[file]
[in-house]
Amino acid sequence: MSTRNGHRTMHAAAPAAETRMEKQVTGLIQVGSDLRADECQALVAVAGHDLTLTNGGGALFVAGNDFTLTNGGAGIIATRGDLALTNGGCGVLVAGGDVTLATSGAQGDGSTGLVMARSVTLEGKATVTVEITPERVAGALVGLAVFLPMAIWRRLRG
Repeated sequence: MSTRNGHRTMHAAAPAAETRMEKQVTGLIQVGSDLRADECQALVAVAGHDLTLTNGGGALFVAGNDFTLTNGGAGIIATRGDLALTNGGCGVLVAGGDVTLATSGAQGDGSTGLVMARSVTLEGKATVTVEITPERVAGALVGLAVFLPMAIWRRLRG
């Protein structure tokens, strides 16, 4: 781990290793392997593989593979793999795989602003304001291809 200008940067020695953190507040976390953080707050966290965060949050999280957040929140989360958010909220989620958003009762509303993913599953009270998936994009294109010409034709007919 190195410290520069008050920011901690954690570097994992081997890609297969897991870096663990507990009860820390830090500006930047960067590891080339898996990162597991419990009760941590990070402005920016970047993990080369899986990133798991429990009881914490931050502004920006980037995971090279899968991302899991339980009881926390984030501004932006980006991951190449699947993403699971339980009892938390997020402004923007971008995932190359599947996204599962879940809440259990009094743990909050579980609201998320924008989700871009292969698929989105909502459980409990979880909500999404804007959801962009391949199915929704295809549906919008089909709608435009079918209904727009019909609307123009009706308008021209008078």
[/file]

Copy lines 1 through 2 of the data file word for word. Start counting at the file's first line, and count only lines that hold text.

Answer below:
[in-house]
Amino acid sequence: MSTRNGHRTMHAAAPAAETRMEKQVTGLIQVGSDLRADECQALVAVAGHDLTLTNGGGALFVAGNDFTLTNGGAGIIATRGDLALTNGGCGVLVAGGDVTLATSGAQGDGSTGLVMARSVTLEGKATVTVEITPERVAGALVGLAVFLPMAIWRRLRG